Groundbreaking Pig Heart Transplant at UMMC: A Leap Towards Solving the Organ Shortage Crisis
In a significant medical breakthrough, the University of Maryland Medical Center (UMMC) and the University of Maryland School of Medicine (UMSOM) announced the world’s second successful pig heart transplant into Lawrence Faucette, a 58-year-old with terminal heart disease, on September 20, 2023.
After the successful operation, furthermore, Mr. Faucette began his recovery process. Additionally, his ability to communicate with loved ones was not impaired. Meanwhile, the medical teams from UMMC and UMSOM are closely monitoring his condition. Despite the uncertainties of xenotransplantation, the progress is promising. Ultimately, this breakthrough marks a significant advancement in the field, offering hope and a chance for life to many patients in the future.
The Second Historical Surgery
Performed by renowned surgeons from UMSOM at UMMC, this experimental procedure followed the first such transplant in January 2022. Like David Bennett, the first recipient, Faucette, a 20-year Navy veteran and lab technician at the National Institutes of Health, faced near-certain death from heart failure and complications with internal bleeding, making him ineligible for a traditional human heart transplant.
The U.S. Food and Drug Administration granted emergency approval for this life-saving surgery under its compassionate use pathway.
The Brave Journey of Lawrence Faucette
Facing a challenging path, Faucette, a husband and father from Frederick, MD, expressed his sole hope in the pig heart transplant. “At least now I have hope, and I have a chance,” he shared in a pre-surgery interview. Ann Faucette, his wife, added their humble expectation: more time together, cherishing simple moments like enjoying coffee on the front porch.
Drs. Bartley P. Griffith and Muhammad M. Mohiuddin, experts in xenotransplantation, led this groundbreaking procedure, contributing vital data for clinical trials and potential future xenotransplants.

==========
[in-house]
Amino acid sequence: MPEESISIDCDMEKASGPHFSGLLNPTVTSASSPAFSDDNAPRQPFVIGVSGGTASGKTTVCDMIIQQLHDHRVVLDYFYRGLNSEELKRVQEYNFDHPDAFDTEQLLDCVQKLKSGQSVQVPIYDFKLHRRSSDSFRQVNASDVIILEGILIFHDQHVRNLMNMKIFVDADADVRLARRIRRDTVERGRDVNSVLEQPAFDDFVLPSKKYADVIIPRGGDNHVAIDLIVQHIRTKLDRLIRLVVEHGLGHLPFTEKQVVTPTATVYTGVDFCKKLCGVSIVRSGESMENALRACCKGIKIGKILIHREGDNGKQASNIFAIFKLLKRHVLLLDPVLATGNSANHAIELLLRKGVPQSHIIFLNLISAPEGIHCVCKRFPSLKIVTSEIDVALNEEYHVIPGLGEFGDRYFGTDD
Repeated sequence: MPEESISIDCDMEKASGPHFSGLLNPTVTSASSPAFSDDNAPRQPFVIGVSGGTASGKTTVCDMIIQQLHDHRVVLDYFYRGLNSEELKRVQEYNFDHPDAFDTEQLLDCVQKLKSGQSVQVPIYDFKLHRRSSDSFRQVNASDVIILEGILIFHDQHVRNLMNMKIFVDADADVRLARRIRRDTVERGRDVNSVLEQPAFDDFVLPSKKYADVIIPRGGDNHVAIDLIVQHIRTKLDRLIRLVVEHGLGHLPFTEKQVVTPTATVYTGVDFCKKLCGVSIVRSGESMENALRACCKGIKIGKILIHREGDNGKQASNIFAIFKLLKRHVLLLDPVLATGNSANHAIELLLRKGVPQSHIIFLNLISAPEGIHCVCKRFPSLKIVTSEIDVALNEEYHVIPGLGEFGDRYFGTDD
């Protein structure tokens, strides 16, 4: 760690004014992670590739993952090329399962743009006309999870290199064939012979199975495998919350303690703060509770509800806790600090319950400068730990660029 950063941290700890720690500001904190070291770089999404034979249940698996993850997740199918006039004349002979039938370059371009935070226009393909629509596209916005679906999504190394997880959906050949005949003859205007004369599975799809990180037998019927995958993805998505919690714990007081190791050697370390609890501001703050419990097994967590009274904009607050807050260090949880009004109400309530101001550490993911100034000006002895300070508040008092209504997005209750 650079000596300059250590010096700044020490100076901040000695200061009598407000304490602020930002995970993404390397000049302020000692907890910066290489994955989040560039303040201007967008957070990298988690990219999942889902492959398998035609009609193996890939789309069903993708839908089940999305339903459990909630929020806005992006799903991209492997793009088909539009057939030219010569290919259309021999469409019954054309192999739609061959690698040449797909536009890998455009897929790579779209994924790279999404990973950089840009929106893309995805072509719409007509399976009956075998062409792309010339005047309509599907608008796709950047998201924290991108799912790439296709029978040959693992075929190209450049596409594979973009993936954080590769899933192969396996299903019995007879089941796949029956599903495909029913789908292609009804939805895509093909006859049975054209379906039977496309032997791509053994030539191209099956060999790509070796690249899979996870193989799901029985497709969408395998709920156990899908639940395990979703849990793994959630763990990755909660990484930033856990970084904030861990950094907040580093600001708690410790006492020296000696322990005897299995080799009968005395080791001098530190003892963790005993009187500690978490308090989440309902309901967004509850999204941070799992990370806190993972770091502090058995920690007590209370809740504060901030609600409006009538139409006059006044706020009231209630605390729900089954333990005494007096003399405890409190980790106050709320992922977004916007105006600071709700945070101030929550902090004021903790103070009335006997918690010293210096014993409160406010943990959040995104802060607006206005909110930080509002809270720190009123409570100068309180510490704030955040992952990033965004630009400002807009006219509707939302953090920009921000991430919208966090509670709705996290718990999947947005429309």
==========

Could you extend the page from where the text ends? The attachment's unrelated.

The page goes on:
Dr. Griffith, a distinguished professor in transplant surgery and clinical director of the Cardiac Xenotransplantation Program at UMSOM, expressed gratitude to Faucette for his bravery and commitment to advancing this crucial field.
The Genetically Modified Pig
Belonging to United Therapeutics Corporation, the subordinate company Revivicor supplied the genetically-modified pig. This pig, crucially, carried ten unique gene edits. These edits notably ensured the elimination of rapid antibody-mediated rejection and simultaneously promoted immune acceptance.
Prior to the groundbreaking surgery, the surgical team, which notably included Dr. Griffith and Dr. Mohiuddin, diligently preserved the pig’s heart in the XVIVO Heart Box. This preservation significantly ensured an optimal condition for transplantation, maximising the likelihood of a successful operation and patient recovery.
Continuous Monitoring and Future Steps
Faucette, informed of the procedure’s risks and benefits, consented to the transplant, showcasing his trust and hope in medical innovation. With extensive prior research and experience, including a detailed study of Mr. Bennett’s post-transplant condition, UMSOM and UMMC are geared for continuous monitoring and further advancements in xenotransplantation, potentially addressing the organ shortage crisis and saving thousands of lives annually.
This second successful pig heart transplant at UMMC symbolizes significant progress in xenotransplantation, a collaborative triumph of science, courage, and hope, highlighting the relentless efforts and expertise of the UMMC and UMSOM teams, and the unwavering bravery of patients like Lawrence Faucette.
Image credit: Deborah Kotz/University of Maryland School of Medicine/AP via CNN
UM Medicine Faculty-Scientists and Clinicians Perform Second Historic Transplant of Pig Heart into Patient with End-Stage Cardiovascular Disease. (2023, September 22). University of Maryland Medical Center. https://www.umms.org/ummc/news/2023/um-medicine-clinicians-perform-second-historic-transplant-of-pig-heart-into-patient